Nokia X10 long-term usage report - early demise approaching

Updated: October 24, 2023

Ah, it's that time of the year again. A smartphone purchase time. Why? Because my current device is showing signs of impending doom. Let me elaborate. In 2021, I got meself a Nokia X10. I deliberately chose a cheaper phone for my secondary needs, like travel, work, testing, stuff like that. And it served me reasonably well until just a few weeks back when it started exhibiting problematic behavior.

The battery would suddenly drain. Usually after either using mobile data for a while or sharing the mobile connection (hotspot). Instead of doing the usual week plus of slow discharge, the battery would drain within several hours. Either the battery is dying, or the hardware has gone faulty, and there's over-consumption by this or that part, like say the mobile antenna transmitting at peak power nonstop. Whatever the cause, the phone needs replacement. But before we do that, I wanna summarize the last two years. Let's.

Teaser

Money for nothing, and bits for free

When you buy a phone, you say byebye to some cash (typically). And then, when the device dies, you can do some simple maffs. Divide the total cost by the number of months of usage, and you get an estimate on how expensive or cheap the device really was.

Before the Nokia, I had a Moto G6. It was also an el-cheapo, and it died within just two years of purchase. I needed a replacement, and because of nostalgia (over Nokia), I went for this X10 phone. Two years later, we're in the same situation again. Four years, roughly 500 dollars worth of equipment. That translates to about 120 dollars per year, or a very neat 10 dollars/month.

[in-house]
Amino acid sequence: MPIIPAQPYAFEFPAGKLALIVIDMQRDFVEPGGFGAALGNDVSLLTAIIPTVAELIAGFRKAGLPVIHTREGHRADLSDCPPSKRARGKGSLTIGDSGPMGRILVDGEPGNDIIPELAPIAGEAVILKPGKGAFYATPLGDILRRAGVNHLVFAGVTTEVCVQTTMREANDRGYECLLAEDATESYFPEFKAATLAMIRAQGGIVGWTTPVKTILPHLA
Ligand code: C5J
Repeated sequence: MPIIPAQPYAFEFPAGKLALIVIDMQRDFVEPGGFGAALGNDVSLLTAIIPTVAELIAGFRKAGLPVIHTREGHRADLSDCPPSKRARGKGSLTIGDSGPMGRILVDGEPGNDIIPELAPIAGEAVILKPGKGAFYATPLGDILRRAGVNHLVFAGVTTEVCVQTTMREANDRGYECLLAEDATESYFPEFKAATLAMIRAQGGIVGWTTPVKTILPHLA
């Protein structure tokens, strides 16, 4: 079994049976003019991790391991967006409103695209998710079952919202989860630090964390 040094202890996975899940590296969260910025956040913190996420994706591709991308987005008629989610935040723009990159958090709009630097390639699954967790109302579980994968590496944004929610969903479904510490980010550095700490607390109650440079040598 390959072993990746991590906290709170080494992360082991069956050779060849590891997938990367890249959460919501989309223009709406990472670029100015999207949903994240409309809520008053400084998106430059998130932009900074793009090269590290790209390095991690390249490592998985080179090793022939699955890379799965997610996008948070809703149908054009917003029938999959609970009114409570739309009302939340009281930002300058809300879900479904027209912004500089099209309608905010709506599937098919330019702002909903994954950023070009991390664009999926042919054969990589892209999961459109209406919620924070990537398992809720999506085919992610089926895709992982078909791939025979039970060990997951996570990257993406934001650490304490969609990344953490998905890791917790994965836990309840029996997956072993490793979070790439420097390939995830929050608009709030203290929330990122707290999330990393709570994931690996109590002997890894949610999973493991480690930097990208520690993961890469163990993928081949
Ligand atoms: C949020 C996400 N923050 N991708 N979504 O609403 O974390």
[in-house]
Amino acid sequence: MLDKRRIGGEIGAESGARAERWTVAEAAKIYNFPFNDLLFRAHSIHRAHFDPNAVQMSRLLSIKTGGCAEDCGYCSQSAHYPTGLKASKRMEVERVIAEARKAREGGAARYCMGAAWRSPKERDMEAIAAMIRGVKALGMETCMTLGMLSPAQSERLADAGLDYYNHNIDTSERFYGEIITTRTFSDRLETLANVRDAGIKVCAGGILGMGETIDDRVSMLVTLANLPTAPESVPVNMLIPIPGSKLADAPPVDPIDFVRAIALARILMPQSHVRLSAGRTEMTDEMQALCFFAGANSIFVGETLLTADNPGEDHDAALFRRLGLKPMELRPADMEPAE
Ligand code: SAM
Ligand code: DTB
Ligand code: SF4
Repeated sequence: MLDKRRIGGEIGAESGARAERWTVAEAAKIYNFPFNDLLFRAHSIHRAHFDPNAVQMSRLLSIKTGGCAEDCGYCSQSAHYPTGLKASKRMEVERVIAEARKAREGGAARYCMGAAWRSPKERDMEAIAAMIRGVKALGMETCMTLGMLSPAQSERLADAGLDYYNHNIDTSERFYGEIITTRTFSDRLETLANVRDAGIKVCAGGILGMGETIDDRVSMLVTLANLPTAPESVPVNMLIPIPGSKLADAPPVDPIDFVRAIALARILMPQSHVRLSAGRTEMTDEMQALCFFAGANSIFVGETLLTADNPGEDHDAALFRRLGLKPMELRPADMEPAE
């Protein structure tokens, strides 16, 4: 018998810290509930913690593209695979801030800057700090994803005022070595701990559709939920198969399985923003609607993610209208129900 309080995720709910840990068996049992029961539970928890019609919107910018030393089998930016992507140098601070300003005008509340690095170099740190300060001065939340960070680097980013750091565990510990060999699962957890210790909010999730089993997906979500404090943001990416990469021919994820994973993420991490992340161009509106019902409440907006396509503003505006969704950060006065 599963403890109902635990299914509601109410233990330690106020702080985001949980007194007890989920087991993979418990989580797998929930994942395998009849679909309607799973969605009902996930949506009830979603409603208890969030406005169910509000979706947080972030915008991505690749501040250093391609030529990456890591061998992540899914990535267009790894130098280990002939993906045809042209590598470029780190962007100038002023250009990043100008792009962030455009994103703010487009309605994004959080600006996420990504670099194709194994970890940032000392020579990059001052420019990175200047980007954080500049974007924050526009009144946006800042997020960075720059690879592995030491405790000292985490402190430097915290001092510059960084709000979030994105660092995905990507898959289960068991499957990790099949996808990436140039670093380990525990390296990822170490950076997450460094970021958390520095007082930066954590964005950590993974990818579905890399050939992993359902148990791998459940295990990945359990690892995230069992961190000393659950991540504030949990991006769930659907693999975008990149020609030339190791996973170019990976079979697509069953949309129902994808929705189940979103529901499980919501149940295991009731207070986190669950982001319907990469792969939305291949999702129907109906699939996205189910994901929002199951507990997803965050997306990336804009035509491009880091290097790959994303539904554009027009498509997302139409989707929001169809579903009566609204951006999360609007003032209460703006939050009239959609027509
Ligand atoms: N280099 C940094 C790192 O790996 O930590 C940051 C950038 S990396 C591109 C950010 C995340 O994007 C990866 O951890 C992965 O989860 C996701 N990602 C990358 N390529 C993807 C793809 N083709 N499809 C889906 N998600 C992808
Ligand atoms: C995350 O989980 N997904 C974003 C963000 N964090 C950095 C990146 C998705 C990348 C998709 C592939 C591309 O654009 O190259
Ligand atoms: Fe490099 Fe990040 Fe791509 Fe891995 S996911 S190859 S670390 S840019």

In other words, if you get a device that costs 700 dollars but lasts 6 years, you get the same value for money, more or less. Indeed, I've always claimed that more expensive hardware is actually LESS expensive in the long run, and this motto has served me well with laptops and desktops. But I've been reluctant to apply the same formula for smartphones, because I don't use them much. For me, a phone is a phone. It ain't a portal of enlightenment. Sure, they have their purpose, they can even be fun and useful. But would I spent 1,000 dollars on a phone? Well, I've never done that. The most was around 600-ish or so.

Then, if someone said, what if you can have a phone that will last 7-8-9 years, in that case, the price would be fair, and roughly equivalent to what you spend on seemingly "cheap" phones. All the while, you'd enjoy better hardware, better performance, better everything. At some point, of course, this equation breaks, and there is a sweet spot of value. I am not 100% sure what it is, but I did bring this up in my iPhone 11 review. It would seem that perhaps Apple's devices do manage to satisfy the formula well.

But I ain't an Apple user, and so I'd need an Android that does the thing. Unless, for whatever reason, I decide to stop being a peasant one day. Now. All of this brings me back to my dying Nokia X10. It was not expensive, but changing your phone every two years is exhausting. Too short. Too expensive. And all that customization one needs if they like their privacy is just disheartening. You don't want to be doing that too often.

And so, my first conclusion of this long-term review: cheap ain't cheap. If you can afford more expensive, higher-quality device, you are probably going to benefit from it long term. The two in a row flaky experiences kind of illustrate that (in the past, I had way more luck with cheaper devices). But let's see exactly how the Nokia fared.

Flimsy build

The phone did not fare well on the hardware side. Both the side button (which you can use for Google Assistant if you like that kind of thing, or if not, it ends up being a dead, non-functioning piece of plastic) and the volume button have fallen out of the case. Yup. Made of plastic, and all too easily "snapped" out of their sockets. How? Just by removing and putting on the plastic phone cover that was supplied with the phone. Nothing else.